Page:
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On Friday, I took a spur of the moment trip to the Fogg Museum’s second floor. I was looking for something important to stare at, passing from room to room, and I was in the middle of walking right past two late Renaissance pieces thinking, “As if we don’t already have enough portraits of white men at Harvard!” when a meat cleaver peaking out from a monk’s skull caught me off guard.
I came in close to verify what I was seeing. Yup, a meat cleaver. Reading the placard, I learned that this was a portrait by Lorenzo Lotto of Friar Angelo Ferretti, who was posing as Saint Peter of Verona. This saint, known more frequently as Saint Peter Martyr, was a particularly impassioned public speaker who travelled dispelling heresies such as Catharism in his time. He was travelling home to Milan in 1252 when a Cathar assassin plunged his meat cleaver into St. Peter’s skull.
Some more fun facts about this piece: In 1923, restorations revealed the very meat cleaver of which I speak, which had been painted over by an aptly-named “squeamish collector.” The corners of the canvas had also been folded over, obscuring the faint red lettering that now can be seen in the bottom right: “Credo in unum deum”—I believe in one God—the first words of the Nicene Creed, which Saint Peter Martyr allegedly scribbled out in his blood as he lay dying.
I find the collector’s revisions to be absolutely hilarious. By removing these two features from the painting, this art aficionado completely diluted the painting’s message. The meat cleaver and red lettering serve as the first and last items in a vertical scan of the piece. Reading the image from top to bottom goes something like this:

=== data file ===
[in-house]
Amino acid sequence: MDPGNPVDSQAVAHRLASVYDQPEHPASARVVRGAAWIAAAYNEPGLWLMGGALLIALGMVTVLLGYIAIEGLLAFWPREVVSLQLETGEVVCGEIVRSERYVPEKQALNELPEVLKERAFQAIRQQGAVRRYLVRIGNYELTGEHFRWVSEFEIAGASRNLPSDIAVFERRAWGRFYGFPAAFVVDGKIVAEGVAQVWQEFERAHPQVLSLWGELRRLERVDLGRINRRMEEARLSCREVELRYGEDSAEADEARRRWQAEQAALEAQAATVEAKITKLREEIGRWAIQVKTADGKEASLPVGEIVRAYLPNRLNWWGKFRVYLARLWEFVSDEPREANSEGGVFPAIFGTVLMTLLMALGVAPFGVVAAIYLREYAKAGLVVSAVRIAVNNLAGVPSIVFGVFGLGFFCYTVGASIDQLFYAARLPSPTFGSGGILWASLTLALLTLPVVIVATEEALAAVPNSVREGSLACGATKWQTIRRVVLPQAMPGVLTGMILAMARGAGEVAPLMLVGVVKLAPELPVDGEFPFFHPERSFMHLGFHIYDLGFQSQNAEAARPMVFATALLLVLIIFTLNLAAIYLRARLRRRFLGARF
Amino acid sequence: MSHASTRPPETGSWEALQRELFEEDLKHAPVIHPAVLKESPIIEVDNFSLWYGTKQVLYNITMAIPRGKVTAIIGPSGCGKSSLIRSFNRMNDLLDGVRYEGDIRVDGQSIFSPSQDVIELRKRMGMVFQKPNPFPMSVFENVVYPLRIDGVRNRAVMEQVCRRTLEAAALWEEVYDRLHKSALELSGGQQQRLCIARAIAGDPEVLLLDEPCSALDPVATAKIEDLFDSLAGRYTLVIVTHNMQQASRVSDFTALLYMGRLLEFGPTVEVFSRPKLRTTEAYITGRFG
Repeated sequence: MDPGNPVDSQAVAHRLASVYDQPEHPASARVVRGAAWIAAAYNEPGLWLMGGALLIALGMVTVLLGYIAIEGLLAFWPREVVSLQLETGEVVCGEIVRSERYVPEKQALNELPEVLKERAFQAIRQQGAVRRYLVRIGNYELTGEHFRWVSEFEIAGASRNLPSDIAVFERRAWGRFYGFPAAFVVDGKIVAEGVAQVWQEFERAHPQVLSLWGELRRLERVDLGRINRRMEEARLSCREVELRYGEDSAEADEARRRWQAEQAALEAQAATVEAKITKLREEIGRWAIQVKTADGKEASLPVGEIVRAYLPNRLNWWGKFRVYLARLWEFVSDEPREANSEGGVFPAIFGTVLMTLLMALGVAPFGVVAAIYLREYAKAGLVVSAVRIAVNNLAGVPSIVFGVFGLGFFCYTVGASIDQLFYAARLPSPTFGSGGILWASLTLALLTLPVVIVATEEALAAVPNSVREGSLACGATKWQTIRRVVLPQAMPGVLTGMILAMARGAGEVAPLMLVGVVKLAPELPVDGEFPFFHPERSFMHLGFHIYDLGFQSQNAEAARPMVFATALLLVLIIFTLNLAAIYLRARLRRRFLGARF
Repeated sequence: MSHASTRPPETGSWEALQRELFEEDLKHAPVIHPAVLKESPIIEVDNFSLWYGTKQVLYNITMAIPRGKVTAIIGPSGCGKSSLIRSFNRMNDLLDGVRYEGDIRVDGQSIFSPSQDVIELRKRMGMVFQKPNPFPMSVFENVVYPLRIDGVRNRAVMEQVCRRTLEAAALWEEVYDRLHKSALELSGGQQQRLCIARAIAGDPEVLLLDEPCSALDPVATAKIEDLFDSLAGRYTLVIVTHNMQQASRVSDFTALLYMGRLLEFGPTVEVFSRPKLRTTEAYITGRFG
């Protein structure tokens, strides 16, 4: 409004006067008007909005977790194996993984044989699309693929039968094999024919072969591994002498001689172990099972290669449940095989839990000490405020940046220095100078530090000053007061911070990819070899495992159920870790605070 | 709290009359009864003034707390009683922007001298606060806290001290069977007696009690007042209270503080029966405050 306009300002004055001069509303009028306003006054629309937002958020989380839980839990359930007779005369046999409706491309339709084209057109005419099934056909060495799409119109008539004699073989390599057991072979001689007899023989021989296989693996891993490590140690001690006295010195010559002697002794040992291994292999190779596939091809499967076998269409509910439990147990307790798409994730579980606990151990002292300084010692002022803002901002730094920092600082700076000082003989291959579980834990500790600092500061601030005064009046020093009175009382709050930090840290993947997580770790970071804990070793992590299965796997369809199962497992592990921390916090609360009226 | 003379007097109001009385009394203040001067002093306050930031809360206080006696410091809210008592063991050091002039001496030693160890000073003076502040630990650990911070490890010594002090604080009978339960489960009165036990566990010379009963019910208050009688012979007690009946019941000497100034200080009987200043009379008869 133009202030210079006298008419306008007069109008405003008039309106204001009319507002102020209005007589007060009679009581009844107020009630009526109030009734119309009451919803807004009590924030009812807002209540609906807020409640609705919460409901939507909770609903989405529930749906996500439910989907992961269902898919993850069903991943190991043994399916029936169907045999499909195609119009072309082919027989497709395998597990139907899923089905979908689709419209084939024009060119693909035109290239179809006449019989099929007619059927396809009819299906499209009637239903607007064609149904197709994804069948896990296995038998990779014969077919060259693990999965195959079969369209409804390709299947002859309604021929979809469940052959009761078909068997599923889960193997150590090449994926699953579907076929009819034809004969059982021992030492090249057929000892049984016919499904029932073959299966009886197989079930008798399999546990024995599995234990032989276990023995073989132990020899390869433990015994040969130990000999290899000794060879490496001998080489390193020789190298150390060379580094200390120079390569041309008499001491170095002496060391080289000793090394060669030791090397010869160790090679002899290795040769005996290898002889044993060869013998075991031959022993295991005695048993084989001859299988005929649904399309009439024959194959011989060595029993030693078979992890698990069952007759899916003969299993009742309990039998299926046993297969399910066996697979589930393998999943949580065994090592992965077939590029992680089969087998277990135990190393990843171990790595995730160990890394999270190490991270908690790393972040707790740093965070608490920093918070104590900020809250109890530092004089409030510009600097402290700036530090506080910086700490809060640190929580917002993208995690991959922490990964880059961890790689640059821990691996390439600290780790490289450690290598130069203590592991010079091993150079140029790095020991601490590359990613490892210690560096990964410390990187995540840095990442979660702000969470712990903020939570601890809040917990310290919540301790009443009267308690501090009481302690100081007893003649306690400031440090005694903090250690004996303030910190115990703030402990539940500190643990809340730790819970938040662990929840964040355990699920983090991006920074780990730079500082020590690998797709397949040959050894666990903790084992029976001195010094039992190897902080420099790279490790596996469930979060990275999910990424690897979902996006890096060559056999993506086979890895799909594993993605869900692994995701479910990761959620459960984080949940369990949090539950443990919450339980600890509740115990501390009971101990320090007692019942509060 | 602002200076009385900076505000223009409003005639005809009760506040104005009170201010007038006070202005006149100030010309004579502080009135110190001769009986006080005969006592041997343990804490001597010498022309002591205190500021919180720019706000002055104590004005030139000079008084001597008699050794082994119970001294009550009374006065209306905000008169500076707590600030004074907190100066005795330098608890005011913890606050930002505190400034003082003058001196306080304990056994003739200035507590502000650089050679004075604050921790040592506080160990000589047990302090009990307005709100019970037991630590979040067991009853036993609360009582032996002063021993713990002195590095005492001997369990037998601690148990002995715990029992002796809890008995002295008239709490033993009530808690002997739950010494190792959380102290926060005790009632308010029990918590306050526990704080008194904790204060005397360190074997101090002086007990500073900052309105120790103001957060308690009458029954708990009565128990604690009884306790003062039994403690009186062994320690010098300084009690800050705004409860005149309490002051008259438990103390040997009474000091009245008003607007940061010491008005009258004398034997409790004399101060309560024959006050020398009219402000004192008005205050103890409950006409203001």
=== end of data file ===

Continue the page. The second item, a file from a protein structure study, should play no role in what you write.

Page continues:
“Huh, is that a meat cleaver in his head? Oh wow, there’s a dagger in his chest…very violent…I guess that was a meat cleaver. But why are there so many weapons lodged in his—Oh, is that like a hymnal in his hand? And the other hand is pointing at something near the bottom…'Credo in unum deum.' Well, I guess that’s why he took a giant knife to the head. What do I think about that?”
By painting over the butcher’s tool and folding away the words, someone somewhere robbed this painting of its thesis. I’m delighted when I picture corseted women and wigged men oohing and aahing at this “great work of art” with our hidden meat cleaver smiling mockingly from behind its brown curtain. And I wonder to myself if in 500 years people will laugh at our gated communities and carefully doctored Instagrams in the same way I laugh at the squeamish collector now.
Certainly, in addition to being funny, this is sad. To disrespect a dying man’s last words, to rob him of the story of his death, is to profane his memory and all that to which he committed his life.
Of course, we all can sympathize with why the collector did it. Death is uncomfortable. Pain is unattractive. Much of where we fall short when trying to love marginalized people well can be traced back to these truths.
Why don’t I make eye contact with a homeless man who has no hands? Among other things, it’s because the reality of his suffering frightens me. I’ve heard people say, “I don’t go to funerals because they make me uncomfortable.” Of course they make you uncomfortable. Someone died. We all have to do a lot of processing before we get to a point where death isn’t the most terrifying thing we could ever conceive of, and I think that’s absolutely how it should be. Because in a world of disease, oppression, filth, and hate, there damn well should be a lot of things that make you uncomfortable.
Veronica S. Wickline ’16, an ancient history concentrator, lives in Kirkland House.
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